On July 10, 1978, Col. Mustafa Ould Salek led a bloodless coup d'état that ousted the President, who would later go into exile in France. Power passed to the military strongmen of the Military Committee for National Recovery (CMRN). Polisario immediately declared a cease-fire, and peace negotiations began under the sponsorship of Polisario's main backer, Algeria. With the CMSN's leader reluctant to break with France and Mauritania, the country refused to give in to Polisario demands for a troop retreat, and Ould Salek's careless handling of the ethnic issue (massively discriminating against Black Africans in nominating for government posts [3]) contributed to further unrest. In early 1979, he was pushed aside by another group of officers, who renamed the junta the Military Committee for National Salvation (CMSN). Col. Mohamed Khouna Ould Haidalla soon emerged as its main strongman.

1978 to 1991[edit]

In 1979, Polisario broke off the cease-fire and unleashed a string of new attacks on military and government targets. Mauritania, under its new government, immediately returned to the table to meet Polisario's goals, declaring full peace, a troop retreat, relinquishing their portion of Western Sahara and recognizing the Front as the Sahrawi people's sole representative.[4] Morocco, occupying the northern half of Western Sahara and also involved in combat against Polisario, reacted with outrage, and launched a failed 1981 coup against the CMSN. Mauritania broke off relations with Rabat in protest, although ties were later restored.[5][6]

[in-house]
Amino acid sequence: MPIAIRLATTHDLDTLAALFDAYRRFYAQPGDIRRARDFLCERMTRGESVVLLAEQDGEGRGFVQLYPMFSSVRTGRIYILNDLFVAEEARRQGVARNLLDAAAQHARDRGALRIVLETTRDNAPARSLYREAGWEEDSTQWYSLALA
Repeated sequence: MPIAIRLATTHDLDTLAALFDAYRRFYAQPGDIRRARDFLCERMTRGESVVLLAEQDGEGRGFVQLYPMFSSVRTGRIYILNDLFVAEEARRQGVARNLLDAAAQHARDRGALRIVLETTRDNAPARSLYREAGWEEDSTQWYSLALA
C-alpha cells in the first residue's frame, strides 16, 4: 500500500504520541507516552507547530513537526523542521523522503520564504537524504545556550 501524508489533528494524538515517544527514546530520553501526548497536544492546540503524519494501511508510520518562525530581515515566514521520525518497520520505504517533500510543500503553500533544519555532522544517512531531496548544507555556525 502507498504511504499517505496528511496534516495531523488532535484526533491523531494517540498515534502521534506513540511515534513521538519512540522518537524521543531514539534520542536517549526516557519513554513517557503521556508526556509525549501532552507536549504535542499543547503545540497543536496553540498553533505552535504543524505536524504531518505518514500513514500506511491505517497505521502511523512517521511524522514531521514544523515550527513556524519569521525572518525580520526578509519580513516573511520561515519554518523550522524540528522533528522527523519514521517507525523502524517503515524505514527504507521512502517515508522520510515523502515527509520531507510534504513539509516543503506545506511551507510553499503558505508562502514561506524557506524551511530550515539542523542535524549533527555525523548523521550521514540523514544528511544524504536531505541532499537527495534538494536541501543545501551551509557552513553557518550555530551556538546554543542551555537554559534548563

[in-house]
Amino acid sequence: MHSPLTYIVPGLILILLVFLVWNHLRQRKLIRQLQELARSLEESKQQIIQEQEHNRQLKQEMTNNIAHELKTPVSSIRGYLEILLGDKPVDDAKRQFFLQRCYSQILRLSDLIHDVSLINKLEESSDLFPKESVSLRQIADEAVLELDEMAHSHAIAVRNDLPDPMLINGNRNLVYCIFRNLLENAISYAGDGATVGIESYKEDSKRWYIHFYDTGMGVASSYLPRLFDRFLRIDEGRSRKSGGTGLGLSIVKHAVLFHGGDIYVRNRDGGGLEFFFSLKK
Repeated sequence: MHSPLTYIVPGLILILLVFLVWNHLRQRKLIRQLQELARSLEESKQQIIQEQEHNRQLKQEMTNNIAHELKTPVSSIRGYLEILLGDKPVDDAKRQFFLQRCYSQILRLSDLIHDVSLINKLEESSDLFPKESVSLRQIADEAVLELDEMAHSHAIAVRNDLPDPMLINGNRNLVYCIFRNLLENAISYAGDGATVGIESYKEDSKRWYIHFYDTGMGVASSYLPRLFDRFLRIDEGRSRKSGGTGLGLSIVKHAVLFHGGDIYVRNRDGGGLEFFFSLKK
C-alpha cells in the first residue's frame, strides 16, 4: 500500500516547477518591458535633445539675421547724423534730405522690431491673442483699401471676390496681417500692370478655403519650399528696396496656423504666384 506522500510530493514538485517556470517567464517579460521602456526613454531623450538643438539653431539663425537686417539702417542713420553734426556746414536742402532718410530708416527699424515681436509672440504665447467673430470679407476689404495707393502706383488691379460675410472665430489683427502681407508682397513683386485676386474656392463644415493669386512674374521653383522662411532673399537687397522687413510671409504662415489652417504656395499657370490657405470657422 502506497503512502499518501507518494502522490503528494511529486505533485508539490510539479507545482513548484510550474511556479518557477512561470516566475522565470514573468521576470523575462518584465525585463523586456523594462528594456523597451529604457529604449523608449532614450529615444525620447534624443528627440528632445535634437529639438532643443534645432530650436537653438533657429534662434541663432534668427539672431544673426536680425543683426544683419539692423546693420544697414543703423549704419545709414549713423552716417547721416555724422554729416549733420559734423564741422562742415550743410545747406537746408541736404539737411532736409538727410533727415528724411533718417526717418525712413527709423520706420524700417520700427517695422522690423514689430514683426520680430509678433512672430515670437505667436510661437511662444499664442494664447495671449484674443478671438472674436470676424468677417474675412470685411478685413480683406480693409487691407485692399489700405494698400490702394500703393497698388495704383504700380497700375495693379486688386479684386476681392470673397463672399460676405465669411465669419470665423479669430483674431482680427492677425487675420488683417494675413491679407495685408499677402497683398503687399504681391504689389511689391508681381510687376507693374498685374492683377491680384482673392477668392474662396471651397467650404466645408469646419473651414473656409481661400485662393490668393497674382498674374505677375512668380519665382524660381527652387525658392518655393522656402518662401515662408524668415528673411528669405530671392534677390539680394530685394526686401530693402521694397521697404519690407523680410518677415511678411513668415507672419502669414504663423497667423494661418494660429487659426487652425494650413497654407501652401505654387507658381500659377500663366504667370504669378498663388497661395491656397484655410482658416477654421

In interior policy, Haidallah sought to improve relations between White Moors and Black Moors, among other things officially decreeing the ban of slavery for the first time in the country's history, but he neither tried nor achieved a radical break with the sectarian and discriminating policies of previous regimes. An attempt to reinstate civilian rule was abandoned after the above-mentioned Moroccan-sponsored coup attempt nearly brought down the regime; foreign-backed plots also involved Persian Gulf countries and Libya, and the country several times appeared to be under military threat from Morocco.[7]

With Haidallah's ambitious political and social reform program undone by continuing instability, regime inefficiency and a plethora of coup attempts and intrigues from within the military establishment, the CMSN chairman turned increasingly autocratic, excluding other junta officers from power, and provoking discontent by frequently reshuffling the power hierarchy to prevent threats to his position.

On December 12, 1984, Maaouya Ould Sid'Ahmed Taya deposed Haidallah and declared himself Chairman of the CMSN. Like other rulers before him, he promised a swift transfer to democracy, but then made little of these promises.

The discord between conflicting visions of Mauritanian society as either black or Arab, again rose to the surface during the inter-communal violence that broke out in April 1989 (the "1989 Events"), when a Mauritania–Senegal border dispute escalated into violence between the two communities. Tens of thousands of black Mauritanians fled or were expelled from the country,[8] and many remain in Senegal as refugees. This is also where the black Mauritanian movement FLAM is based. Although tension has since subsided, the Arab-African racial tension remains an important feature of the political dialog today. The country continues to experience ethnic tensions between its black minority population and the dominant Mauri (Arab–Berber) populace. A significant number from both groups, however, seek a more diverse, pluralistic society.